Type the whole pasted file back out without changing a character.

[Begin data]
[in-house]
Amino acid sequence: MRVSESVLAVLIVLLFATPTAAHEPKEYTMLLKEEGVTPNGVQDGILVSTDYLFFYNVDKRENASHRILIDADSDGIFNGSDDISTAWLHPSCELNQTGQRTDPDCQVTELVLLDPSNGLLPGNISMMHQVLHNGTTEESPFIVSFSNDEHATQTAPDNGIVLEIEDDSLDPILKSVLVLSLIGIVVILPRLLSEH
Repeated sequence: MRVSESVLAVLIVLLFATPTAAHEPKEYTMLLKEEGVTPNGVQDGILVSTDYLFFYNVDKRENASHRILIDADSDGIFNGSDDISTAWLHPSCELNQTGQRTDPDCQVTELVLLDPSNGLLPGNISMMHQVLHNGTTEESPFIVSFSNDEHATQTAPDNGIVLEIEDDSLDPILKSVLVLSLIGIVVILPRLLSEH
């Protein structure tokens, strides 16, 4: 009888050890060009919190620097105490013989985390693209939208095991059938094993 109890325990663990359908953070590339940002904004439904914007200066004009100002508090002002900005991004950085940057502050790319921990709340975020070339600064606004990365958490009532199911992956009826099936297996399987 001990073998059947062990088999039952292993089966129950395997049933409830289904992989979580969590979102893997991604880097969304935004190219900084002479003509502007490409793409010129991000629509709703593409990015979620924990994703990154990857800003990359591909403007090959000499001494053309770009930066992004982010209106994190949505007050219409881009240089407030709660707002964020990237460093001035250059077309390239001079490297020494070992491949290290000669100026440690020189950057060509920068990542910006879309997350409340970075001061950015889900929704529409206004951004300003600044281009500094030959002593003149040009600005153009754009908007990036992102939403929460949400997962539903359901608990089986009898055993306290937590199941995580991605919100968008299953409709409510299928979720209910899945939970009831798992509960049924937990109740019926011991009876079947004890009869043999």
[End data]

[in-house]
Amino acid sequence: MRVSESVLAVLIVLLFATPTAAHEPKEYTMLLKEEGVTPNGVQDGILVSTDYLFFYNVDKRENASHRILIDADSDGIFNGSDDISTAWLHPSCELNQTGQRTDPDCQVTELVLLDPSNGLLPGNISMMHQVLHNGTTEESPFIVSFSNDEHATQTAPDNGIVLEIEDDSLDPILKSVLVLSLIGIVVILPRLLSEH
Repeated sequence: MRVSESVLAVLIVLLFATPTAAHEPKEYTMLLKEEGVTPNGVQDGILVSTDYLFFYNVDKRENASHRILIDADSDGIFNGSDDISTAWLHPSCELNQTGQRTDPDCQVTELVLLDPSNGLLPGNISMMHQVLHNGTTEESPFIVSFSNDEHATQTAPDNGIVLEIEDDSLDPILKSVLVLSLIGIVVILPRLLSEH
């Protein structure tokens, strides 16, 4: 009888050890060009919190620097105490013989985390693209939208095991059938094993 109890325990663990359908953070590339940002904004439904914007200066004009100002508090002002900005991004950085940057502050790319921990709340975020070339600064606004990365958490009532199911992956009826099936297996399987 001990073998059947062990088999039952292993089966129950395997049933409830289904992989979580969590979102893997991604880097969304935004190219900084002479003509502007490409793409010129991000629509709703593409990015979620924990994703990154990857800003990359591909403007090959000499001494053309770009930066992004982010209106994190949505007050219409881009240089407030709660707002964020990237460093001035250059077309390239001079490297020494070992491949290290000669100026440690020189950057060509920068990542910006879309997350409340970075001061950015889900929704529409206004951004300003600044281009500094030959002593003149040009600005153009754009908007990036992102939403929460949400997962539903359901608990089986009898055993306290937590199941995580991605919100968008299953409709409510299928979720209910899945939970009831798992509960049924937990109740019926011991009876079947004890009869043999």